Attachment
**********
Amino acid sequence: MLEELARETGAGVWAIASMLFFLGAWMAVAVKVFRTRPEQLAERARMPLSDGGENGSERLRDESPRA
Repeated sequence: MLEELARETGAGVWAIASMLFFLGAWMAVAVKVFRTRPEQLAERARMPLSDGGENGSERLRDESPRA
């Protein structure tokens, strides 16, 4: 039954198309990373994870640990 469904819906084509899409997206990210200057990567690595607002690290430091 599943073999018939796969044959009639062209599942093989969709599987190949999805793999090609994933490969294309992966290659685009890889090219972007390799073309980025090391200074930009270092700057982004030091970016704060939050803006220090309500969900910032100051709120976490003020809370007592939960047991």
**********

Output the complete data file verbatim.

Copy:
Amino acid sequence: MLEELARETGAGVWAIASMLFFLGAWMAVAVKVFRTRPEQLAERARMPLSDGGENGSERLRDESPRA
Repeated sequence: MLEELARETGAGVWAIASMLFFLGAWMAVAVKVFRTRPEQLAERARMPLSDGGENGSERLRDESPRA
């Protein structure tokens, strides 16, 4: 039954198309990373994870640990 469904819906084509899409997206990210200057990567690595607002690290430091 599943073999018939796969044959009639062209599942093989969709599987190949999805793999090609994933490969294309992966290659685009890889090219972007390799073309980025090391200074930009270092700057982004030091970016704060939050803006220090309500969900910032100051709120976490003020809370007592939960047991």